Degree Type

Thesis

Date of Award

2018

Degree Name

Master of Science

Department

Civil, Construction, and Environmental Engineering

Major

Civil Engineering

First Advisor

Cassandra J. Rutherford

Abstract

Soft, flowable soils are problematic materials that are frequently encountered in geotechnical projects. These materials include soft marine clays, mine tailings, and dredged sludges. Soft marine clays which have a high liquid limit, have an in situ water content close to or above its liquid limit, and are sensitive are often encountered in marine settings in the design of offshore foundations, in hazard mitigation for submarine landslides, and in the installation of pipelines in the top few meters of seabed. Clays near the surface have the lowest strength due to no overlying self-weight and resultant low effective stress. These clays are often non-self-supporting - highly flowable - and thus are very difficult to test in a laboratory setting.

A previously developed internal split mold technique that allows a non-self-supporting material to be tested in triaxial shear compression with the application of a small confining pressure, and then consolidated and sheared as normal. Tests performed using this method have only been limited to mine tailings, sand, and dredged sludge, and has not been used to consolidate and test soft clays.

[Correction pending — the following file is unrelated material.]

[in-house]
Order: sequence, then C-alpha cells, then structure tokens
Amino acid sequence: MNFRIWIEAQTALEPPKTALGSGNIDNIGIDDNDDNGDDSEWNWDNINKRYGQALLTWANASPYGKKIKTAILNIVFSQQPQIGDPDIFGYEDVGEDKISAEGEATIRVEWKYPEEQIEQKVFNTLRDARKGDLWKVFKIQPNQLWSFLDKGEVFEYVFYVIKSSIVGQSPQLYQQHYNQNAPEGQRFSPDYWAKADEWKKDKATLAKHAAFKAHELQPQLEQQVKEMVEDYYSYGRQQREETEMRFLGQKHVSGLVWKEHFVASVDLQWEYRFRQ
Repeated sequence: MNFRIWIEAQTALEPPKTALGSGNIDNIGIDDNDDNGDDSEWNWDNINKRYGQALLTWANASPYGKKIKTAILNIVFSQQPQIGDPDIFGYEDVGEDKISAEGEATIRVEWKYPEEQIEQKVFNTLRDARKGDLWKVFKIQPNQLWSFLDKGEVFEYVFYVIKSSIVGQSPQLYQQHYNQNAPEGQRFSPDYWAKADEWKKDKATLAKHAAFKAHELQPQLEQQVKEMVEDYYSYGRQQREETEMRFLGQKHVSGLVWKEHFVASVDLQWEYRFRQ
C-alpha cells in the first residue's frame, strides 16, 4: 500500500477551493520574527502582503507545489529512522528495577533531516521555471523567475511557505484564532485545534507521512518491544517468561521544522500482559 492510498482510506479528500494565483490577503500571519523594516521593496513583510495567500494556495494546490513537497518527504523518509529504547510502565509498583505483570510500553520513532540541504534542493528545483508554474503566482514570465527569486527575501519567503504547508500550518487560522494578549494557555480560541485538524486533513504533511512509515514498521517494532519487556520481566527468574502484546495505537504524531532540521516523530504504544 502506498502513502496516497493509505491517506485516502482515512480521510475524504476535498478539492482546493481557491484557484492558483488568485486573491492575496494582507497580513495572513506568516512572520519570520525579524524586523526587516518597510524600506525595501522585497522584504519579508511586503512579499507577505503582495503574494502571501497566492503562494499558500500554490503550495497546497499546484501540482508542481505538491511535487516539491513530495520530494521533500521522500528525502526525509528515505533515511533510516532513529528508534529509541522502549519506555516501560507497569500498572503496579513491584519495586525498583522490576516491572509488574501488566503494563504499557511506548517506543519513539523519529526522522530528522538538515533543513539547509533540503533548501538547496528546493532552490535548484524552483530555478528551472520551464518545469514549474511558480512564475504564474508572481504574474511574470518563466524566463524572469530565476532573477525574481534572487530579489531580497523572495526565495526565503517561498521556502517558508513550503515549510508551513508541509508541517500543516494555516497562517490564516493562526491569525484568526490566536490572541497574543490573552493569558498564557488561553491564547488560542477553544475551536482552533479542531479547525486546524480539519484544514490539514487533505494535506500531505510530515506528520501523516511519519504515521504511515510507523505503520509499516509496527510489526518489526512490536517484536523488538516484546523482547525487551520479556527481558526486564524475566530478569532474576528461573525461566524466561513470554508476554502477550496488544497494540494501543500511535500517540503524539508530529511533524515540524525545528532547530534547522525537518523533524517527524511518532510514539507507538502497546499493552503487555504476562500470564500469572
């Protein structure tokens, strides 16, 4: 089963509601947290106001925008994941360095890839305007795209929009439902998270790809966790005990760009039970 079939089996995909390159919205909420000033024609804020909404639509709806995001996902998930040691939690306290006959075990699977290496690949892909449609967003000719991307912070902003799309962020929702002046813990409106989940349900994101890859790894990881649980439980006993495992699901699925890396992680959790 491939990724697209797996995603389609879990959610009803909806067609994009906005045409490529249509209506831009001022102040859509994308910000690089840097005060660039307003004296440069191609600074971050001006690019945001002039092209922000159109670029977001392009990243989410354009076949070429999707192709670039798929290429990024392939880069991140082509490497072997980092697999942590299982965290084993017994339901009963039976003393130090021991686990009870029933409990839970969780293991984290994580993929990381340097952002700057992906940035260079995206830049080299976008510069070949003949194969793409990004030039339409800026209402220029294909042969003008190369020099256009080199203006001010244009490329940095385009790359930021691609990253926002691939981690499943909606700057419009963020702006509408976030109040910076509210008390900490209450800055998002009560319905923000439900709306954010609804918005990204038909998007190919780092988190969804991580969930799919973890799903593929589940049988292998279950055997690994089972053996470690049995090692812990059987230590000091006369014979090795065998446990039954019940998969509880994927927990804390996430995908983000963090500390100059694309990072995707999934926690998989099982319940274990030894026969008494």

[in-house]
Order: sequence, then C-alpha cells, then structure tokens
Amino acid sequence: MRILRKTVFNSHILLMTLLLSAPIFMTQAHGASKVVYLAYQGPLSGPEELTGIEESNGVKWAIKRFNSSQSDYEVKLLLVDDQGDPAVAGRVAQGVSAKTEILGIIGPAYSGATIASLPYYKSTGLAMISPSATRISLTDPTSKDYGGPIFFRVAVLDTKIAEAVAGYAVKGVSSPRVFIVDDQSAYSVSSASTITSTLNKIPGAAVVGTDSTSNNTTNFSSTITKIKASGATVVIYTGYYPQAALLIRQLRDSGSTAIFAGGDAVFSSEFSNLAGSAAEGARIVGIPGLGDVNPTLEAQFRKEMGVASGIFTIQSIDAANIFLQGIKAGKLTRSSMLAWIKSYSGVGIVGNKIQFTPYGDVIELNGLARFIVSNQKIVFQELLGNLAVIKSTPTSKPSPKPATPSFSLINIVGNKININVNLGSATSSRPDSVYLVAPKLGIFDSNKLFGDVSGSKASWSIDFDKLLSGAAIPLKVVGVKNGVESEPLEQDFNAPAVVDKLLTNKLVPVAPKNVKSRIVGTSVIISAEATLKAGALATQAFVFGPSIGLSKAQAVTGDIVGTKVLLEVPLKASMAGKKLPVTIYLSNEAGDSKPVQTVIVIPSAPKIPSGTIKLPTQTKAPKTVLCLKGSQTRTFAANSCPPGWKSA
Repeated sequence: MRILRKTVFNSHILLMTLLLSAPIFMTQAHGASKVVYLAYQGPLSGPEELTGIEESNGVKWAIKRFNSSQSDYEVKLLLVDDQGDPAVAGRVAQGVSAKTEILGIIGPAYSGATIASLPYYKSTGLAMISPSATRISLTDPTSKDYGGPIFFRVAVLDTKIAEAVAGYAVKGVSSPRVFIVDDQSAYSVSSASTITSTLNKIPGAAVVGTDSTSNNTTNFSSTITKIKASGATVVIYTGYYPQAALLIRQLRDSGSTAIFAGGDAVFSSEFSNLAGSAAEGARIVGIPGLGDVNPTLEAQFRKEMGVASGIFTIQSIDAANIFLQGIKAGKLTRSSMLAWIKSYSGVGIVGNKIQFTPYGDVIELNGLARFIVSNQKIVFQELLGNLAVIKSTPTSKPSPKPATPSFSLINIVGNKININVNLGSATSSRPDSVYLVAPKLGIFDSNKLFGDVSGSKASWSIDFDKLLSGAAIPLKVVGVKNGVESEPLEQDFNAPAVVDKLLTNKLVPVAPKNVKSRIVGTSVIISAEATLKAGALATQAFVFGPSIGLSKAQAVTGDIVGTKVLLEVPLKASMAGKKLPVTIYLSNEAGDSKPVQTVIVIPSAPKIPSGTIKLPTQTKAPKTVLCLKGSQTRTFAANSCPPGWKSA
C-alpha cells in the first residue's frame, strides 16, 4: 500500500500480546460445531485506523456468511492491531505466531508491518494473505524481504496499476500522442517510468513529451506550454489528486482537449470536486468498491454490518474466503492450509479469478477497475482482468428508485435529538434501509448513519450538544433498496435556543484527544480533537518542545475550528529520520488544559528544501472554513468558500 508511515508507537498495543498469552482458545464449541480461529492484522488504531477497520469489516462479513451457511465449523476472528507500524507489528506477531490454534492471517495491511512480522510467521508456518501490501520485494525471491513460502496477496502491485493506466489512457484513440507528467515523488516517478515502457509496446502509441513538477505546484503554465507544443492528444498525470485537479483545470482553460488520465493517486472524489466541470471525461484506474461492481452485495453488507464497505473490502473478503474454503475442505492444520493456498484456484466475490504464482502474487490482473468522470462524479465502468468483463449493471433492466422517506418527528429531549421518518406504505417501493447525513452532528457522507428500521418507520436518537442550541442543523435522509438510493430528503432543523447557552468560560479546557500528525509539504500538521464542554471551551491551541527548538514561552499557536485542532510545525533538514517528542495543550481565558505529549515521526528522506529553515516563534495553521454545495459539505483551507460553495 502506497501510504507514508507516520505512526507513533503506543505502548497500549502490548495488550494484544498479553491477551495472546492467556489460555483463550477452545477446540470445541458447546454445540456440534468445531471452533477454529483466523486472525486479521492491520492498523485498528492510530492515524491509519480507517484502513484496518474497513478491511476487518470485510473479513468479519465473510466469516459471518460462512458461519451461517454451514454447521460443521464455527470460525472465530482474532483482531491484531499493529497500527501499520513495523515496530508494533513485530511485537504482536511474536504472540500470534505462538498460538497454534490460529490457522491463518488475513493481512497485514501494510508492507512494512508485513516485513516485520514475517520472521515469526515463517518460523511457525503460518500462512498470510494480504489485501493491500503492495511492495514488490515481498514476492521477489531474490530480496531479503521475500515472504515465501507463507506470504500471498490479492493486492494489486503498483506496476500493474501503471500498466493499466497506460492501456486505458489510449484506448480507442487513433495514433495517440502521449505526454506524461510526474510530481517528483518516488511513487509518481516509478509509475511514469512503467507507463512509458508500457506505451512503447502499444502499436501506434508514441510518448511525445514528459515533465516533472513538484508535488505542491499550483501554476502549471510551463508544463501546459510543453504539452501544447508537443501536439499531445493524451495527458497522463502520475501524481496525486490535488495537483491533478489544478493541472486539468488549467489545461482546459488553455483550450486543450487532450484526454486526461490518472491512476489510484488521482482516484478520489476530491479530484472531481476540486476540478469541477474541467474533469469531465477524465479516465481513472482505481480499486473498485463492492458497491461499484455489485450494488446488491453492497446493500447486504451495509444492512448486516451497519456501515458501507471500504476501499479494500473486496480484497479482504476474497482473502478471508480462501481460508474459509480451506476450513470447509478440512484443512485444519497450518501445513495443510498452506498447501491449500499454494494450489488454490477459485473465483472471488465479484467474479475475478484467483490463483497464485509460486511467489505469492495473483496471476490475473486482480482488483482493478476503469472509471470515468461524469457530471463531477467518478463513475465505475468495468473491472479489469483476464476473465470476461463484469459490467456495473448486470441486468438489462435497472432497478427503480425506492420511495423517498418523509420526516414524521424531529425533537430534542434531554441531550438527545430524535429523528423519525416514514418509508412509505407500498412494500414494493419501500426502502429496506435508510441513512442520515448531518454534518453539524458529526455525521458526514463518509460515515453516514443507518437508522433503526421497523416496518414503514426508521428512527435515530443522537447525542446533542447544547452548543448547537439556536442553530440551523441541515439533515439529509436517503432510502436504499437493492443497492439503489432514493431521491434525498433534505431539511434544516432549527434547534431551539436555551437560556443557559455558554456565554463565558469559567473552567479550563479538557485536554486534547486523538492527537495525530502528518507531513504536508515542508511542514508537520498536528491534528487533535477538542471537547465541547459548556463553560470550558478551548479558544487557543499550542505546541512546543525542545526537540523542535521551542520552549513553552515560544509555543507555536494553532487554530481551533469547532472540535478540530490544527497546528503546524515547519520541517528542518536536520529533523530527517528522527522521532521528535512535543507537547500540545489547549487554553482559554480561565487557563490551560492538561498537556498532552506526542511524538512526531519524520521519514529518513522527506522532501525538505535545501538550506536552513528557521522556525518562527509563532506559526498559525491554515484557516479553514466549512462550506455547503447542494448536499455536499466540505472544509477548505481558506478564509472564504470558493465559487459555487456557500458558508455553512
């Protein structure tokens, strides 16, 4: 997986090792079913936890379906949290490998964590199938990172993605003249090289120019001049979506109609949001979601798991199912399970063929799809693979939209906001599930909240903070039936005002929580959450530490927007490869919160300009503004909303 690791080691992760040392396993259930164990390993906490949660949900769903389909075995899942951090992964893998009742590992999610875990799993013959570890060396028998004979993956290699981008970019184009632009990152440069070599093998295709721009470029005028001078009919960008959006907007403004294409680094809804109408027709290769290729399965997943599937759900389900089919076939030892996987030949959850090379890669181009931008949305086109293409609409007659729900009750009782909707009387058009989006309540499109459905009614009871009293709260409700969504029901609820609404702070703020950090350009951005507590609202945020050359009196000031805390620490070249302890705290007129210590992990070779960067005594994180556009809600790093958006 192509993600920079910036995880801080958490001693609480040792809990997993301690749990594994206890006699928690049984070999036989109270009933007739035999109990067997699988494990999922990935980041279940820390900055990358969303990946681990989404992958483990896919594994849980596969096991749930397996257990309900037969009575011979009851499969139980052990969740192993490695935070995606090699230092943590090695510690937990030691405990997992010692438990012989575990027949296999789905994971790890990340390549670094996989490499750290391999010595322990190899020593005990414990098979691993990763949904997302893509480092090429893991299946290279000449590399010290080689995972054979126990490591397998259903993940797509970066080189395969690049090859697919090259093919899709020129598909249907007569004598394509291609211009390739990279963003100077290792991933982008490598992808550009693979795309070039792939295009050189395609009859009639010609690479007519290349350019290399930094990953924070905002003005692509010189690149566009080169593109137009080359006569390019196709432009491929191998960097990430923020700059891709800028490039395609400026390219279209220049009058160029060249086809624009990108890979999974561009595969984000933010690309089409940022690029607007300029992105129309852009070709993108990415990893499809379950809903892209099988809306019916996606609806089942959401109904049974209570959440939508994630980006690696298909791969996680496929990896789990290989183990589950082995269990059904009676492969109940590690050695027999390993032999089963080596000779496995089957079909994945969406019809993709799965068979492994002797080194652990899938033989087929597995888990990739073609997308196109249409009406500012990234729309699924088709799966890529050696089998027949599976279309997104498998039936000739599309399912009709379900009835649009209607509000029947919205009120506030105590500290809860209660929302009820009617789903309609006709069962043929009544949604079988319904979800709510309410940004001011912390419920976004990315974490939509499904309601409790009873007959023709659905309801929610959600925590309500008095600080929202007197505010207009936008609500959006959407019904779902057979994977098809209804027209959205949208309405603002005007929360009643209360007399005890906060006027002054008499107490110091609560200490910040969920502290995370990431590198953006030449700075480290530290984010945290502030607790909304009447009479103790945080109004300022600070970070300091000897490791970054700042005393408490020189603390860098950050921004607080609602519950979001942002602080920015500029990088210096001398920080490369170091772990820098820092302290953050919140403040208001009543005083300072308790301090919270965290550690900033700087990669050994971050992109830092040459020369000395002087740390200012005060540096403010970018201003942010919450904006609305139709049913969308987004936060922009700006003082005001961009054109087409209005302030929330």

The objectives of this research study were to further develop the internal split mold technique and examine how it can be applied to soft clays at very low effective stresses (20 - 30 kPa) corresponding to the upper several meters of seabed. Three Consolidated Undrained Isotropic Compression (CUIC) triaxial shear tests were conducted on pulverized Kaolin (PL = 41%, LL = 62%) mixed to a slurry at 100% water content. The stress-strain data were then analyzed and compared to published strength behavior of Kaolin clay.

DOI

https://doi.org/10.31274/etd-180810-6034

Copyright Owner

Adam Maher

Language

en

File Format

application/pdf

File Size

54 pages

Share

COinS